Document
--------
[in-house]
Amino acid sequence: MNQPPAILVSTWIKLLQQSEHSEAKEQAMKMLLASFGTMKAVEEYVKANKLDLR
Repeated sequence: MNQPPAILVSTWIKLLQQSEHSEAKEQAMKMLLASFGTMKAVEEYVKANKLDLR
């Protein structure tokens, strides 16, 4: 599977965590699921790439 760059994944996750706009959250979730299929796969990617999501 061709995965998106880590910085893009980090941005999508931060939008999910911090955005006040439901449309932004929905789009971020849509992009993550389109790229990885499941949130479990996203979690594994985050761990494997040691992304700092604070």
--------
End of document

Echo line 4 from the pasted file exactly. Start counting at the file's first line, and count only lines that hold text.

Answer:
């Protein structure tokens, strides 16, 4: 599977965590699921790439 760059994944996750706009959250979730299929796969990617999501 061709995965998106880590910085893009980090941005999508931060939008999910911090955005006040439901449309932004929905789009971020849509992009993550389109790229990885499941949130479990996203979690594994985050761990494997040691992304700092604070």